Useful Batch Commands Answered
Hey guys, I wanted to post a quick forum topic about useful batch commands that are seldom used or not well-known, or maybe just useful tidbits. Note: These do not have to be used, they are just extremely helpful and are just "extra," meaning you could probably find easier-to-understand but not as useful commands.
1. The CHOICE command
The reason this command is so cool is that unlike other Y/N menus, when you enter the desired number, you don't have to hit enter, it goes straight to the next screen. You can also program it to execute a command after a set amount of time. Here's how to write it out:
choice /c:12345 /t:5,10
if errorlevel 5 goto ha
if errorlevel 4 goto joke
if errorlevel 3 goto tired
if errorlevel 2 goto fried
if errorlevel 1 goto chiken
To time it, you type /t and then a colon. You write the choice that you want to be timed, e.g. 5, and the amount of time in seconds you want it to wait for seperated by a comma.
2. The Random Variable
The reason I deceided to put this up is because it is one of the only if not the only variable that is already programmed into the system. By using it correctly, you can generate a number between 1 and 32767. WHAT?! Of course, you can narrow it down, to, say about 1 and 100.
if %rnd% GEQ 101 goto dim
if %rnd% LEQ 0 goto dim
So as you can see, %random% is a set variable and generates a random number for you. Please keep in mind that this can take one second, or one eternity (literally) since it doesn't narrow down the choices after finding that a number doesn;t work. So, you may keep on generating 101 forever and never get to 100!
3. The ^| Command.
Ever get frustrated because you are making an animation with, for example, stick figures and are getting driven nuts because the minute it gets to a certain part, it exits on you? The reason is probably because you used the | symbol, which is actually knd of like a command by itself. So, if you're doing something like this:
The reason it is not working is because you didin't use a ^ before the |. Here's what it should be:
Yes, it looks wierd in the editing stages, but looks much better in the real thing. Just remember, you will have to remember that the ^ will be invisible, so make sure everything else in front of it is like this:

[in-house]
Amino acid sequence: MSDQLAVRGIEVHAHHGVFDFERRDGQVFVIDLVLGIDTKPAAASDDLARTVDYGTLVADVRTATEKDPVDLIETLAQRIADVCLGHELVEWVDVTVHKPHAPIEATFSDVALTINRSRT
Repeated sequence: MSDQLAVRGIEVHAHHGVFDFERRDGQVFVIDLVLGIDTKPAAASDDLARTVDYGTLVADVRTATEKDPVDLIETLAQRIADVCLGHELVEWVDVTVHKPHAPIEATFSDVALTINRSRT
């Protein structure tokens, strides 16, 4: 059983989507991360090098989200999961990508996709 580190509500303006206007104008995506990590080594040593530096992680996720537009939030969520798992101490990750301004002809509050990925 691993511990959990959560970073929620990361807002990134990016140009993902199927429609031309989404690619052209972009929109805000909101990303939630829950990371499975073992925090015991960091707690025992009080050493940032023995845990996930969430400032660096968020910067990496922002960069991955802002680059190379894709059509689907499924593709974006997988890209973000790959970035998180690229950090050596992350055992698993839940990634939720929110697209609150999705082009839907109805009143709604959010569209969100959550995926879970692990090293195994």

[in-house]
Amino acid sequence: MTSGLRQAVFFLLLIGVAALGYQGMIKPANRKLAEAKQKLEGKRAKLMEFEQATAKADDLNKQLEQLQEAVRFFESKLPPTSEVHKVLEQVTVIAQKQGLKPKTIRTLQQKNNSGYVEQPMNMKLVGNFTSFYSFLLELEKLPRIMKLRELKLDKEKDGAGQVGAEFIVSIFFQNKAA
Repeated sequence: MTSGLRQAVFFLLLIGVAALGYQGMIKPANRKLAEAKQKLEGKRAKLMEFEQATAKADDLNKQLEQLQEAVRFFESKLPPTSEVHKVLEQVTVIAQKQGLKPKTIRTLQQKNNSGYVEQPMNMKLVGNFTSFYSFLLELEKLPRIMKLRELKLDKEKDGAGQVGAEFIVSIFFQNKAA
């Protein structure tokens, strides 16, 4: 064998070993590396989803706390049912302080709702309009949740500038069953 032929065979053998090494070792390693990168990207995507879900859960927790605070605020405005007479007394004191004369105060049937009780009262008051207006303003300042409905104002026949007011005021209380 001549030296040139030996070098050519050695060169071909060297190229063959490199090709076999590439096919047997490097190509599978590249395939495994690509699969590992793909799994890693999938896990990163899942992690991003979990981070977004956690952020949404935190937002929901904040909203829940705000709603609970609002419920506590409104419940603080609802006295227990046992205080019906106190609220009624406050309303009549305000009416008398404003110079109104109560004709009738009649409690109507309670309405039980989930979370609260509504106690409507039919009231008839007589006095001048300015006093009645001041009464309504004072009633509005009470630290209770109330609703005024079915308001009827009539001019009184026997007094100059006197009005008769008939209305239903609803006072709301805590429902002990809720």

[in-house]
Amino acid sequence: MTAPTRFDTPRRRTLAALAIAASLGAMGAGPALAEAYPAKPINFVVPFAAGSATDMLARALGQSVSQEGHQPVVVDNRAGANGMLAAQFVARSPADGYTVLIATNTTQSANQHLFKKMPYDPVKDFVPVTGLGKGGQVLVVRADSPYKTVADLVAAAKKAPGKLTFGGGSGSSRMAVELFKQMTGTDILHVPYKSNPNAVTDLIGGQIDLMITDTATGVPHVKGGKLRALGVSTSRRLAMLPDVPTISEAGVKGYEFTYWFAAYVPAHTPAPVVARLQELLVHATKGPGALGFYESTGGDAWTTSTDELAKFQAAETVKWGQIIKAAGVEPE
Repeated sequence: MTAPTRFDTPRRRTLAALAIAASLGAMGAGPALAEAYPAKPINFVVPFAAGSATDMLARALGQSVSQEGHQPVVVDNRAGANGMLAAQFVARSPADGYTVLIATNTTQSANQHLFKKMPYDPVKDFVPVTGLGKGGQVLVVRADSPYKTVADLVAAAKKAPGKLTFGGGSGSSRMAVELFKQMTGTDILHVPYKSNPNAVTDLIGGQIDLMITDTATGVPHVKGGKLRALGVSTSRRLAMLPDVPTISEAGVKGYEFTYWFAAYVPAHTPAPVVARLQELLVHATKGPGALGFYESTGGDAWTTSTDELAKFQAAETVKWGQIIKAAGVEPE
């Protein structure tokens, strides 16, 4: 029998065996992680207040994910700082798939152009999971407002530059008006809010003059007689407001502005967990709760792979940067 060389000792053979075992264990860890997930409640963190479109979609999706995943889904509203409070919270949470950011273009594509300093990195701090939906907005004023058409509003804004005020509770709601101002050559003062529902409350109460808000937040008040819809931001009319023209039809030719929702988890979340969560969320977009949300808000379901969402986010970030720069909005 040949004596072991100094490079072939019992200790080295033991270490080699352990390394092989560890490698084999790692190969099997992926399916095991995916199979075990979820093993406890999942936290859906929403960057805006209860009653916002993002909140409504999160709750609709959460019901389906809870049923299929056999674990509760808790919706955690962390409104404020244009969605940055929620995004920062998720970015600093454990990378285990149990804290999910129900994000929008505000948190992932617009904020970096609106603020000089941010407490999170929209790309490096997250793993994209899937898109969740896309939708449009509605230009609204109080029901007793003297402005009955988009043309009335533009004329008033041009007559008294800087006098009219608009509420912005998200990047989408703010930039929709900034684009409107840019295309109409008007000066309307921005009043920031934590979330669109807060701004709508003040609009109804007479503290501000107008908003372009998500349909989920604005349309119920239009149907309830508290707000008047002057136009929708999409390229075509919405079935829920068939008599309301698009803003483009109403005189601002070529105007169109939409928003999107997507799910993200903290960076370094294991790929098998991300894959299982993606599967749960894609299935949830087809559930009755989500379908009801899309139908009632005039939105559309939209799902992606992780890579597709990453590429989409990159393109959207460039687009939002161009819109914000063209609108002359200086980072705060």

echo  [
echo /^| [
echo / [
So that the [ or whatever it is is one space ahead from the others.
4. The %TIME:~0,5% Command.
What time is it? Oh, it's 3:16:52.29! Ever been frustrated with the TIME command? For one, who ( and when I mean who, I mean the average batcher who doesn't use the TIME command to synchronize seven different computers around the house which I could never hope to do) needs to be that exact? When making a batch alarm clock, for example, the user wouldn't really want to do all of that, would they? So, for those of you who would want to make such a clock, here's an example:
title Alarm Clock
echo Use 24 hour clock
set /p a=Set Alarm:
echo Alarm set to %a%.
if %time:~0,5% EQU %a% goto alarmset
echo It's %time:~0,5%!
echo Press 1 to acknowledge.
choice /n /c:12 /t:2,1
if errorlevel 2 goto alarmset
if errorlevel 1 goto sleep
So there's one example. %TIME:~0,5% sets the time from 3:15:00.00 to just 15:15. This doesn't work just with the TIME command, you can do this with any variable. If I had a variable %x% and it said "crayon" and wanted it to say "cray," I would type in %x:~0,-2%. If I wanted to make %x% say "on," I would type in %x:~-4,0%.
5. The AT Command
The AT command is exactly what it appears to be. You tell it AT (time) /every:[day(s) of the week] (command to be executed). So, it I wanted an alarm to go off whenever the Simpsons are on, I'd type
AT 19:30 /every:sumtwthfs echo ALARM!!!
Now, I know that the Simpsons are on at a different time on Sundays, but that's not important. Please not that you HAVE to specify what day you want it to go off on (it can be dd/mm/yyyy to be really specific). Default is set to "tomorrow."
This was probably too confusing. For one, I talk too much. Thank you for even getting this far, anyways. Thanks a bunch!